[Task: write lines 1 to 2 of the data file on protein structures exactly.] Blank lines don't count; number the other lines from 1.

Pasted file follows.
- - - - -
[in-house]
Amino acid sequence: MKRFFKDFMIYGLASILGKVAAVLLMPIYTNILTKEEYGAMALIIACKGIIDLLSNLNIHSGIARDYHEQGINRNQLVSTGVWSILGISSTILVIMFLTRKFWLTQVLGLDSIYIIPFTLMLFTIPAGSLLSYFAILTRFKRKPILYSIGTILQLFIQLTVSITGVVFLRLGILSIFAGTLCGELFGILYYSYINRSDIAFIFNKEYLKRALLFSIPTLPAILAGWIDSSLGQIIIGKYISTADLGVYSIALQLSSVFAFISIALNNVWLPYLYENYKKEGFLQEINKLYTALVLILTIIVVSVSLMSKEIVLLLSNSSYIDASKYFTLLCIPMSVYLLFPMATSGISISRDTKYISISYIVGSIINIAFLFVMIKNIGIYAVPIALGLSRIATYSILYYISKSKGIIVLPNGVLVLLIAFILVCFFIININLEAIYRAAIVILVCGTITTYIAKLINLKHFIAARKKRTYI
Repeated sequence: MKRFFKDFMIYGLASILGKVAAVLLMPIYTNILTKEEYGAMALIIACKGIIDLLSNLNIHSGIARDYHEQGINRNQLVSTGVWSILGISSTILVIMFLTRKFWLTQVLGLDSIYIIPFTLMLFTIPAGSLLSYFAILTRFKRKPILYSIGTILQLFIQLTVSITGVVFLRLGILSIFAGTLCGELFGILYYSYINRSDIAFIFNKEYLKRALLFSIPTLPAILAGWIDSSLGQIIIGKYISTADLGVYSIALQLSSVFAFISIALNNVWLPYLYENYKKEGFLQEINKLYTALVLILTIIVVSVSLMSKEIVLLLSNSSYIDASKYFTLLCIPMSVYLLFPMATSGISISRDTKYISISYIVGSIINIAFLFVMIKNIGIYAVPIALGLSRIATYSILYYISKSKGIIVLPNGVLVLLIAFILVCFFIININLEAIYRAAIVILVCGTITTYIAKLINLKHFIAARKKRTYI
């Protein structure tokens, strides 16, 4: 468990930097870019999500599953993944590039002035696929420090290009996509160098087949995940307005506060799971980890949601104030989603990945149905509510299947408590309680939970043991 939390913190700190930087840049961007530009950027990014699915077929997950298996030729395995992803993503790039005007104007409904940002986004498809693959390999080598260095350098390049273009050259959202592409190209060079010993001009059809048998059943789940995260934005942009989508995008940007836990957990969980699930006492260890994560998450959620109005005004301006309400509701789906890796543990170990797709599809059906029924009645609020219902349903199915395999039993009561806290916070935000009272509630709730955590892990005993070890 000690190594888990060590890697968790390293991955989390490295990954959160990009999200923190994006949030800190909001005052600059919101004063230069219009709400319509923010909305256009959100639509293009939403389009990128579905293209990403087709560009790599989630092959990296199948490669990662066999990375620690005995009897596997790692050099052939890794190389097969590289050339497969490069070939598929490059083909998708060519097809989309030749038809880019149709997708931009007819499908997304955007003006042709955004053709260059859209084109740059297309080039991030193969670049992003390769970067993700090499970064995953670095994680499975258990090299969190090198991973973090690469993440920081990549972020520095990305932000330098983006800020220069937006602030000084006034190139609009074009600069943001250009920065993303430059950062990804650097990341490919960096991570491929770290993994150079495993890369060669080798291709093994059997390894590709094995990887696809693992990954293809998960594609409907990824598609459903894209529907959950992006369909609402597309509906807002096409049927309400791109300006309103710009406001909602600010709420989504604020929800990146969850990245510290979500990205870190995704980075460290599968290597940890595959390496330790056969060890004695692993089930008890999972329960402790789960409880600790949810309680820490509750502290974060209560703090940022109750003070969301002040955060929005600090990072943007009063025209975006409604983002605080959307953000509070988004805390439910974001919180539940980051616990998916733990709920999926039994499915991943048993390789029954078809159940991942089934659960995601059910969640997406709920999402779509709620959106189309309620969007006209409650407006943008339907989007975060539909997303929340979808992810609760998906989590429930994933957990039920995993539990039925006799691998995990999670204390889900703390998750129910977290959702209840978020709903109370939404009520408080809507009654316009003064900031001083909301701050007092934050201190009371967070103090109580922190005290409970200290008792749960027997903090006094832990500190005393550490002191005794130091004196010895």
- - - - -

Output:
[in-house]
Amino acid sequence: MKRFFKDFMIYGLASILGKVAAVLLMPIYTNILTKEEYGAMALIIACKGIIDLLSNLNIHSGIARDYHEQGINRNQLVSTGVWSILGISSTILVIMFLTRKFWLTQVLGLDSIYIIPFTLMLFTIPAGSLLSYFAILTRFKRKPILYSIGTILQLFIQLTVSITGVVFLRLGILSIFAGTLCGELFGILYYSYINRSDIAFIFNKEYLKRALLFSIPTLPAILAGWIDSSLGQIIIGKYISTADLGVYSIALQLSSVFAFISIALNNVWLPYLYENYKKEGFLQEINKLYTALVLILTIIVVSVSLMSKEIVLLLSNSSYIDASKYFTLLCIPMSVYLLFPMATSGISISRDTKYISISYIVGSIINIAFLFVMIKNIGIYAVPIALGLSRIATYSILYYISKSKGIIVLPNGVLVLLIAFILVCFFIININLEAIYRAAIVILVCGTITTYIAKLINLKHFIAARKKRTYI